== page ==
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Freemium games are 34 of the top 100 grossing iPhone apps, but only 1.34% of all apps

By on November 23, 2010
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Dear iPhone developers,

If you are developing an iPhone game that does not have an in-app purchase model, stop now. You are making a big mistake.

Restaurant City screenshot

GigaOm has analysed the top 100 apps by gross revenue and found that 34 of them are free, monetised by in-app purchases. Analytics firm Distimo estimate that in-app purchases now represent 30% of all app store revenue.

Which is staggering when you realise that the percentage of free apps with IAP is only 1.34% (again according to Distimo).

Let me repeat that: 1.34% of free apps are generating 30% of the revenue of the ENTIRE App Store.

(OK, the data is not quite as clear as that. It is possible to have IAP attached to paid-for games as well as free games. But even if the situation is not as extreme as I have said in the preceding paragraph, it is still directionally correct).

It’s about the whales

Regular readers of GAMESbrief should not be surprised about this data. You should be shouting at the screen “Of course you should be freemium. It’s about the whales, stupid.”

You see, if you give people two price points – free and $0.99 – you are leaving a lot of money on the table. Even if someone *loves* your game, they can only ever spend a dollar on it. (Read more about the 0-1-100 rule)

Pocket Frog has in-app purchases costing $29.99. One purchaser of that is worth 30 times the standard $0.99 price point for a traditional paid-for app. In-app purchases can stack up too, so your biggest fans could end up spending tens, or even hundreds of dollars with you.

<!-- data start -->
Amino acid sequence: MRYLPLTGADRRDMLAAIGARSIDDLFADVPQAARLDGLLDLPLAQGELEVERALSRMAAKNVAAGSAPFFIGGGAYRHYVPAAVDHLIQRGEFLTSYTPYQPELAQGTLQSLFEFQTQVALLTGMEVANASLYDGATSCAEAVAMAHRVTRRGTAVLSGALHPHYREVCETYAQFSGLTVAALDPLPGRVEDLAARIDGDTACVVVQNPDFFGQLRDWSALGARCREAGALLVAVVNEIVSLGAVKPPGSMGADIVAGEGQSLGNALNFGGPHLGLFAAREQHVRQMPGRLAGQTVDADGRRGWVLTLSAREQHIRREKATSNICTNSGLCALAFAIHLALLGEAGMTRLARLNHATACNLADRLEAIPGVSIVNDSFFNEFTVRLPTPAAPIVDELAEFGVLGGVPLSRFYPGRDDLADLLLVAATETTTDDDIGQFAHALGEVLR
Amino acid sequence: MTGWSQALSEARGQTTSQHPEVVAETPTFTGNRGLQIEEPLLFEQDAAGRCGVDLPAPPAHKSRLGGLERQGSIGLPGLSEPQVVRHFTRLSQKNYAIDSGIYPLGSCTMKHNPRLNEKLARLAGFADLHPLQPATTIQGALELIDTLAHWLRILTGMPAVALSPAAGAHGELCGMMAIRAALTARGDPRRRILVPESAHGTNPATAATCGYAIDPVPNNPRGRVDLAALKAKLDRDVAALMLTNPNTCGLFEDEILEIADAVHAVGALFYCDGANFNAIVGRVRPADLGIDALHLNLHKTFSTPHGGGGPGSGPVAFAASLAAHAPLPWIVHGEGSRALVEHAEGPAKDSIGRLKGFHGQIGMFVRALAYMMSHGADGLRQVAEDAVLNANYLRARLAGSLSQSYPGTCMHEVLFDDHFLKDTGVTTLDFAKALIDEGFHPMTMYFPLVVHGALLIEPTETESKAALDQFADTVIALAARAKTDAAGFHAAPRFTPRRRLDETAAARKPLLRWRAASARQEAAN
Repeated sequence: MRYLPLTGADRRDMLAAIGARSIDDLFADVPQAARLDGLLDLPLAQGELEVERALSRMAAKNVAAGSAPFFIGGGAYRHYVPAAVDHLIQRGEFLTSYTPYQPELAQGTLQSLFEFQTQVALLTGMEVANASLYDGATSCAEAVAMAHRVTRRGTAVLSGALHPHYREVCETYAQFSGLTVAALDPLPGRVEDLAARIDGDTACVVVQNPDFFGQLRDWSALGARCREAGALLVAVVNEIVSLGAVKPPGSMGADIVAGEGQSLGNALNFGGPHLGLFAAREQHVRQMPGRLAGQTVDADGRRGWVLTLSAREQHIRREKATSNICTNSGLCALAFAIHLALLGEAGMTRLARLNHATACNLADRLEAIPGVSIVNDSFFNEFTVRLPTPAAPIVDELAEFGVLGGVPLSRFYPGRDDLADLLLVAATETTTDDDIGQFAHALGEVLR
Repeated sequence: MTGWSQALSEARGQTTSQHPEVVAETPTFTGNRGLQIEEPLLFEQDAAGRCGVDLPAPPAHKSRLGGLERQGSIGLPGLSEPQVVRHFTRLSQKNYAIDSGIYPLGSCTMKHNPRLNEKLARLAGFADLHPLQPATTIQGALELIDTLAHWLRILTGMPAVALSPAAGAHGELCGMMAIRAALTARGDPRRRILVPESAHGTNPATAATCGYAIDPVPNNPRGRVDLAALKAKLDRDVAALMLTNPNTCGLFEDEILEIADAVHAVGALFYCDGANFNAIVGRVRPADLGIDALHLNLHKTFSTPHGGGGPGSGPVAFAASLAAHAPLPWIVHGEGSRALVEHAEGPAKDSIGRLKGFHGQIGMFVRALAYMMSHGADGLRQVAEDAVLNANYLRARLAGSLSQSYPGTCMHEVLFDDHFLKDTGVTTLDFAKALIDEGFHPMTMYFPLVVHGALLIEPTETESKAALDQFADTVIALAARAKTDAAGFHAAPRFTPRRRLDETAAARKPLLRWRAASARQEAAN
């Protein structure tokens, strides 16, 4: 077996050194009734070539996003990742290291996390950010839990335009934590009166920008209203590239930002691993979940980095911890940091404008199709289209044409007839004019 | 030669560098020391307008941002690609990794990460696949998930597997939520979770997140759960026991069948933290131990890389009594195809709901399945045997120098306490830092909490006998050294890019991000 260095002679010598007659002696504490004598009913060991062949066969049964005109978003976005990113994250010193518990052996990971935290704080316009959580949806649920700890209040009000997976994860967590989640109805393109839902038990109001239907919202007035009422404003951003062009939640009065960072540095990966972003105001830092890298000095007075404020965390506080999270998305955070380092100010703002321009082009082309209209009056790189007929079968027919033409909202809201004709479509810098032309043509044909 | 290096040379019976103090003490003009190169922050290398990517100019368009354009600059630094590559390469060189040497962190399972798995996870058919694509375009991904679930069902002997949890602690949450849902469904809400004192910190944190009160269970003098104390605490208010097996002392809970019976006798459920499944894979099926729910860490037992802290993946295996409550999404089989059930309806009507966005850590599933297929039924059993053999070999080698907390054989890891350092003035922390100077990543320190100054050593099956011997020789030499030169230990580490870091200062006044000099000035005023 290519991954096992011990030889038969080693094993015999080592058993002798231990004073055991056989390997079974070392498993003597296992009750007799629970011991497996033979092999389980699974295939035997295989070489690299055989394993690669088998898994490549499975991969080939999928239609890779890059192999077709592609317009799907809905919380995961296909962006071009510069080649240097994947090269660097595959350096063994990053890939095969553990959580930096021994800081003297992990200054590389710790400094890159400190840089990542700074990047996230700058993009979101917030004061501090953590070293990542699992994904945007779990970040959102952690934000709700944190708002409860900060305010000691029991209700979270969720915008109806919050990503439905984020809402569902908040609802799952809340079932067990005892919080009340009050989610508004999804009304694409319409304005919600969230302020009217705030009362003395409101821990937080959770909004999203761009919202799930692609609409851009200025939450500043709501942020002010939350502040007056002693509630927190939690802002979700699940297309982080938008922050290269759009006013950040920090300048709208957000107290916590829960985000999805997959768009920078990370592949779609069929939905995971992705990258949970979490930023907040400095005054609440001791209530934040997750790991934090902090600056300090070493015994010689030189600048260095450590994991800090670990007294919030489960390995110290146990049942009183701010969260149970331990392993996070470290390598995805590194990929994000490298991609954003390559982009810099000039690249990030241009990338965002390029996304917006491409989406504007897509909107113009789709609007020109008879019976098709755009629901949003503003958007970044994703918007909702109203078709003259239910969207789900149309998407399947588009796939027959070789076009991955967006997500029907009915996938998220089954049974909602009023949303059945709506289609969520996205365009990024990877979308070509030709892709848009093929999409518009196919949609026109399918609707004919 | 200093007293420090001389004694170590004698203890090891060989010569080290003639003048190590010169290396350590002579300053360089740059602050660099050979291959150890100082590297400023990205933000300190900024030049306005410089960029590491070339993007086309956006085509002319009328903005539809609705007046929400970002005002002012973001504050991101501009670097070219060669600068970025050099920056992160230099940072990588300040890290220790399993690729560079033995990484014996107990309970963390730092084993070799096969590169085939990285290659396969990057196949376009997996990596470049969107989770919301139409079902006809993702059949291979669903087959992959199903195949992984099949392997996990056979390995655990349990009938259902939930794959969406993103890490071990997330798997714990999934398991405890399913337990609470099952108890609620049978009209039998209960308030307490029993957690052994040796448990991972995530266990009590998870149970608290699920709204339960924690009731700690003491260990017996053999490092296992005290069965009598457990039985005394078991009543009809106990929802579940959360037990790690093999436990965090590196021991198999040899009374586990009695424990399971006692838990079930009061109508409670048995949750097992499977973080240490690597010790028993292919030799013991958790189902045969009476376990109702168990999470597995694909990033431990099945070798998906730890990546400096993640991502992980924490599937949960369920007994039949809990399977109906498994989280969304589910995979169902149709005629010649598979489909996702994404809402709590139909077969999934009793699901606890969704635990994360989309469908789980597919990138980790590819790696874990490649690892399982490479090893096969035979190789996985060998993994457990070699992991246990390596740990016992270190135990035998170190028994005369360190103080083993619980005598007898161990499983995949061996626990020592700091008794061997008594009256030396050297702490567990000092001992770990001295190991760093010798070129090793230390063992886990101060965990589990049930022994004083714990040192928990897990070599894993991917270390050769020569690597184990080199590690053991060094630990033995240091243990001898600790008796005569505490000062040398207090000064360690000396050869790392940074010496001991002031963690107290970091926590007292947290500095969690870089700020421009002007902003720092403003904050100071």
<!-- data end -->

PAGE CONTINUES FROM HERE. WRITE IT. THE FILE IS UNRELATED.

The iPhone, like the web, is about offering free content to attract users and allowing your biggest fans to spend a lot of money with you. ngMoco understood this, which is why it pivoted to a 100% freemium model last year, and was bought for $400 million last month.

They know freemium works. I know freemium works, I think you know freemium works.

So if you are working on a game that does not have an In-App Purchase model, stop now. You are wasting your time.

About Nicholas Lovell

Nicholas is the founder of Gamesbrief, a blog dedicated to the business of games. It aims to be informative, authoritative and above all helpful to developers grappling with business strategy. He is the author of a growing list of books about making money in the games industry and other digital media, including How to Publish a Game and Design Rules for Free-to-Play Games, and Penguin-published title The Curve: thecurveonline.com